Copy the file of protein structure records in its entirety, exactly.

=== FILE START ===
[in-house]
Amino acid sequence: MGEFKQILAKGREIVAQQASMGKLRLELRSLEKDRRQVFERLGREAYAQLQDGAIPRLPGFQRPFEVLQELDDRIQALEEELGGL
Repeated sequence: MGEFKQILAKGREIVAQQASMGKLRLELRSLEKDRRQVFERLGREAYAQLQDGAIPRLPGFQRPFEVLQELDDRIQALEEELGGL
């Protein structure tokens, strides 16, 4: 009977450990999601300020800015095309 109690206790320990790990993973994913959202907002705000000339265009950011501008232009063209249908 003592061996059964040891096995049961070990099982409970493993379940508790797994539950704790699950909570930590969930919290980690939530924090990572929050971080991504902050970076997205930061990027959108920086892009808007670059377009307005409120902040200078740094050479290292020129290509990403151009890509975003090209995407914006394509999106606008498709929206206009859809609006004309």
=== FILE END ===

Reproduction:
[in-house]
Amino acid sequence: MGEFKQILAKGREIVAQQASMGKLRLELRSLEKDRRQVFERLGREAYAQLQDGAIPRLPGFQRPFEVLQELDDRIQALEEELGGL
Repeated sequence: MGEFKQILAKGREIVAQQASMGKLRLELRSLEKDRRQVFERLGREAYAQLQDGAIPRLPGFQRPFEVLQELDDRIQALEEELGGL
């Protein structure tokens, strides 16, 4: 009977450990999601300020800015095309 109690206790320990790990993973994913959202907002705000000339265009950011501008232009063209249908 003592061996059964040891096995049961070990099982409970493993379940508790797994539950704790699950909570930590969930919290980690939530924090990572929050971080991504902050970076997205930061990027959108920086892009808007670059377009307005409120902040200078740094050479290292020129290509990403151009890509975003090209995407914006394509999106606008498709929206206009859809609006004309």